Post #1008966
Posted Thursday, October 28, 2010 1:50 PM


SSC Veteran

SSC VeteranSSC VeteranSSC VeteranSSC VeteranSSC VeteranSSC VeteranSSC VeteranSSC Veteran

Group: General Forum Members
Last Login: Yesterday @ 2:15 PM
Points: 258, Visits: 1,103
In addition to being my company's DBA, I'm also a certified Compellent SAN administrator.

If you want to achieve optimum performance on your database server(s), separate each of your database files (data, log, (and indexes if you have them in separate physical files)) onto a different LUN. This statement includes the TempDB.

For TempDB, place all of your TempDB data files (one per CPU core) onto a single LUN. Place your single TempDB log file onto another LUN.

The recommendations I'm giving you were worked out with the assistance of Compellent advanced tech support and myself, and has produced an outstanding high-performance environment for our database server.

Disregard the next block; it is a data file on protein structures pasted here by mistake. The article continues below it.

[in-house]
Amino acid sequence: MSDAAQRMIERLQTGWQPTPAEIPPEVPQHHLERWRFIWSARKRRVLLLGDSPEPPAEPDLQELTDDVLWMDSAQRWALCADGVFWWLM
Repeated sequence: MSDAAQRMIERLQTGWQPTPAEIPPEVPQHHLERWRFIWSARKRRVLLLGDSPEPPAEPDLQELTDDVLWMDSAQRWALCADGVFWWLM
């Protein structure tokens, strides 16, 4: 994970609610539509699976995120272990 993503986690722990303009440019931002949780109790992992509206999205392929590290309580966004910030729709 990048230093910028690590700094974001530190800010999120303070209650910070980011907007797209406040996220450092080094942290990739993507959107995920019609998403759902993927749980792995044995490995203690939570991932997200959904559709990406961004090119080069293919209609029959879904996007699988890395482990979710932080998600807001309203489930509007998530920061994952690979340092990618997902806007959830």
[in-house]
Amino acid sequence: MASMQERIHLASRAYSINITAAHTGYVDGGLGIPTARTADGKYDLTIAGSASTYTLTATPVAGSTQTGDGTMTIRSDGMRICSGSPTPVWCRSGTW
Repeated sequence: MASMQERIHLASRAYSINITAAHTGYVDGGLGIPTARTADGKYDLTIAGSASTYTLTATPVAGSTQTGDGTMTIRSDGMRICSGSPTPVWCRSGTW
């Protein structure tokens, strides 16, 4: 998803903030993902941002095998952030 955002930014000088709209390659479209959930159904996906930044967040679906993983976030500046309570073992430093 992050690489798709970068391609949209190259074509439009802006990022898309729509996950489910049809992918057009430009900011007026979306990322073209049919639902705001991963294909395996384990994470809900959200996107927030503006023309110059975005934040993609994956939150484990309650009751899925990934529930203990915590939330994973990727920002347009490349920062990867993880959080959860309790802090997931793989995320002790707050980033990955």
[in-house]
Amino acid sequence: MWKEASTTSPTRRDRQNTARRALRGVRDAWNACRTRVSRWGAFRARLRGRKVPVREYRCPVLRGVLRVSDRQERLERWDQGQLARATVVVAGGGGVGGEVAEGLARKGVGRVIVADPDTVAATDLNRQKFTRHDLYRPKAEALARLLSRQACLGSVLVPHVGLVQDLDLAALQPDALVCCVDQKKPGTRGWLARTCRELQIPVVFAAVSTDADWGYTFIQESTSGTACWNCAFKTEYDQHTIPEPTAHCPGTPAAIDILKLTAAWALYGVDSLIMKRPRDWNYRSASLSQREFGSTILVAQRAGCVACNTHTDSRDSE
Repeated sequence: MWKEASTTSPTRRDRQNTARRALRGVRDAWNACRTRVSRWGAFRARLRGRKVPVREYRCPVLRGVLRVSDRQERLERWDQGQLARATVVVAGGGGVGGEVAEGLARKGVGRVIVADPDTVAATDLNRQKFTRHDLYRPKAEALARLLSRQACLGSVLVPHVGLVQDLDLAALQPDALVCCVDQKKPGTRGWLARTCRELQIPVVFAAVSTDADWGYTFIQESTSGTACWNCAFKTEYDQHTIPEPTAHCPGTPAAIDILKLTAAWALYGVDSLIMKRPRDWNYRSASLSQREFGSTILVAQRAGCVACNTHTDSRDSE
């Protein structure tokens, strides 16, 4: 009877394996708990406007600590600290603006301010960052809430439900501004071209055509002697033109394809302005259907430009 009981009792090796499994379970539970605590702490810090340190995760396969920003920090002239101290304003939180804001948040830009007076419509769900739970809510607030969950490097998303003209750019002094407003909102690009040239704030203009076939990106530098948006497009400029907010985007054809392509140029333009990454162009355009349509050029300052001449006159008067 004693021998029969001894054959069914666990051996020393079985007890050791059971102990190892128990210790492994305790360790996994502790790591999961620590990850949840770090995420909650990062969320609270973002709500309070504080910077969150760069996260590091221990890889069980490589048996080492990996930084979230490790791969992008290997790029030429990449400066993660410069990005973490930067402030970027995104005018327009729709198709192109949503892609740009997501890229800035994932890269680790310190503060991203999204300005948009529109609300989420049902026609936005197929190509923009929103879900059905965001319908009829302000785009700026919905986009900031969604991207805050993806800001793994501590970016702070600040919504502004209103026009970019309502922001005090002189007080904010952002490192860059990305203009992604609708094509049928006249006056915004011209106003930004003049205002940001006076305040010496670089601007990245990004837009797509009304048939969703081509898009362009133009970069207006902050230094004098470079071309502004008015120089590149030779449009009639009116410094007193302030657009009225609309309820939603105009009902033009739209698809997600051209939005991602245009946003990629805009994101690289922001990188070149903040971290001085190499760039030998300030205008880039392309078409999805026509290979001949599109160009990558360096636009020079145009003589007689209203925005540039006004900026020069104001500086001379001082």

To give you an idea of the level of performance we've realized, we have our real-time data acquisition and query response environment mixed with our reporting environment. This is not a best practice but is a limitation imposed by our system design. We have 6 application databases (one almost a terabyte) with our server processing up to 1,000,000 online transactions per hour, plus whatever intermittent reporting requirements are placed on top of that.

In this environment, I was able to execute the DBCC CHECKDB command against all of our databases. While it executed, the President of the company and I watched the Performance Monitor, Logical Disk:Average Disk Read Queue Length exceed a sustained rate of 62,000 read requests per second. The command executed for approximately 10 minutes before I stopped it. No one in our tech support group nor any of our clients noticed the slightest bit of degradation in system performance.